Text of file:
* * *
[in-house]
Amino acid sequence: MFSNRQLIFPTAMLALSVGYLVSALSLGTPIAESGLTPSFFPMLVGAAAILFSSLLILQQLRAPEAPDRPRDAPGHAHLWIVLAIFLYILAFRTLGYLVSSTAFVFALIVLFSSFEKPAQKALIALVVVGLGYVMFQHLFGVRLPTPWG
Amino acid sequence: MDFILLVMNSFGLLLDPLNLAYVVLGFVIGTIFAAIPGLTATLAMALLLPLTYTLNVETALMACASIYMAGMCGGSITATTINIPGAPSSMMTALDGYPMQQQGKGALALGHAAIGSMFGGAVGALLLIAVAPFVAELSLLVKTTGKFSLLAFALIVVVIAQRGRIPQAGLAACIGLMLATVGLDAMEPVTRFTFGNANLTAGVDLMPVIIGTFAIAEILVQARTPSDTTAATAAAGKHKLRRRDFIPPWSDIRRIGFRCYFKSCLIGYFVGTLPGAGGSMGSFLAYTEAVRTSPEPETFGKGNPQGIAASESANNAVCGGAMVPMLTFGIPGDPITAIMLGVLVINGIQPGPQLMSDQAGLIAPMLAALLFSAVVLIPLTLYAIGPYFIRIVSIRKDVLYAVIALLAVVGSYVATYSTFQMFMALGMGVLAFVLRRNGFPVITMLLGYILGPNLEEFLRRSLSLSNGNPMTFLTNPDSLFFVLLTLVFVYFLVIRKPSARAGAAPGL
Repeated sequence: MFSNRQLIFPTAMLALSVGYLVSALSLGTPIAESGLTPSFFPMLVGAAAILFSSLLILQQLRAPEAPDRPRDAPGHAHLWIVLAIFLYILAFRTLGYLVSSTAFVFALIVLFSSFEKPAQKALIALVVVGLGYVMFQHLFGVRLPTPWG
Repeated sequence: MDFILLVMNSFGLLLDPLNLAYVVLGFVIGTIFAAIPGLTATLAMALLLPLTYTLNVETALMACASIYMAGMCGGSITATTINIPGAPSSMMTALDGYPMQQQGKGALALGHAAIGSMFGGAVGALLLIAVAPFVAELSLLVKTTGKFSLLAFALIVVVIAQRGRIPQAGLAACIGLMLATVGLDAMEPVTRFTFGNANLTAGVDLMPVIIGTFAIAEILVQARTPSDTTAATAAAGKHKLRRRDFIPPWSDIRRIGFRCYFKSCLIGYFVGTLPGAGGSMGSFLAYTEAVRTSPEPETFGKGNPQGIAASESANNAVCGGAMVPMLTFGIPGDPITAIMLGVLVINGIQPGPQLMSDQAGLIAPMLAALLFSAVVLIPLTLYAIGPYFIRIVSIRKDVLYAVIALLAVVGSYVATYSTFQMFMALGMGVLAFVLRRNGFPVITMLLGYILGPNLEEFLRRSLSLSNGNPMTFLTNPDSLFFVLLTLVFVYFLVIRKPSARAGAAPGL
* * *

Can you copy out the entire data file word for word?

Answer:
[in-house]
Amino acid sequence: MFSNRQLIFPTAMLALSVGYLVSALSLGTPIAESGLTPSFFPMLVGAAAILFSSLLILQQLRAPEAPDRPRDAPGHAHLWIVLAIFLYILAFRTLGYLVSSTAFVFALIVLFSSFEKPAQKALIALVVVGLGYVMFQHLFGVRLPTPWG
Amino acid sequence: MDFILLVMNSFGLLLDPLNLAYVVLGFVIGTIFAAIPGLTATLAMALLLPLTYTLNVETALMACASIYMAGMCGGSITATTINIPGAPSSMMTALDGYPMQQQGKGALALGHAAIGSMFGGAVGALLLIAVAPFVAELSLLVKTTGKFSLLAFALIVVVIAQRGRIPQAGLAACIGLMLATVGLDAMEPVTRFTFGNANLTAGVDLMPVIIGTFAIAEILVQARTPSDTTAATAAAGKHKLRRRDFIPPWSDIRRIGFRCYFKSCLIGYFVGTLPGAGGSMGSFLAYTEAVRTSPEPETFGKGNPQGIAASESANNAVCGGAMVPMLTFGIPGDPITAIMLGVLVINGIQPGPQLMSDQAGLIAPMLAALLFSAVVLIPLTLYAIGPYFIRIVSIRKDVLYAVIALLAVVGSYVATYSTFQMFMALGMGVLAFVLRRNGFPVITMLLGYILGPNLEEFLRRSLSLSNGNPMTFLTNPDSLFFVLLTLVFVYFLVIRKPSARAGAAPGL
Repeated sequence: MFSNRQLIFPTAMLALSVGYLVSALSLGTPIAESGLTPSFFPMLVGAAAILFSSLLILQQLRAPEAPDRPRDAPGHAHLWIVLAIFLYILAFRTLGYLVSSTAFVFALIVLFSSFEKPAQKALIALVVVGLGYVMFQHLFGVRLPTPWG
Repeated sequence: MDFILLVMNSFGLLLDPLNLAYVVLGFVIGTIFAAIPGLTATLAMALLLPLTYTLNVETALMACASIYMAGMCGGSITATTINIPGAPSSMMTALDGYPMQQQGKGALALGHAAIGSMFGGAVGALLLIAVAPFVAELSLLVKTTGKFSLLAFALIVVVIAQRGRIPQAGLAACIGLMLATVGLDAMEPVTRFTFGNANLTAGVDLMPVIIGTFAIAEILVQARTPSDTTAATAAAGKHKLRRRDFIPPWSDIRRIGFRCYFKSCLIGYFVGTLPGAGGSMGSFLAYTEAVRTSPEPETFGKGNPQGIAASESANNAVCGGAMVPMLTFGIPGDPITAIMLGVLVINGIQPGPQLMSDQAGLIAPMLAALLFSAVVLIPLTLYAIGPYFIRIVSIRKDVLYAVIALLAVVGSYVATYSTFQMFMALGMGVLAFVLRRNGFPVITMLLGYILGPNLEEFLRRSLSLSNGNPMTFLTNPDSLFFVLLTLVFVYFLVIRKPSARAGAAPGL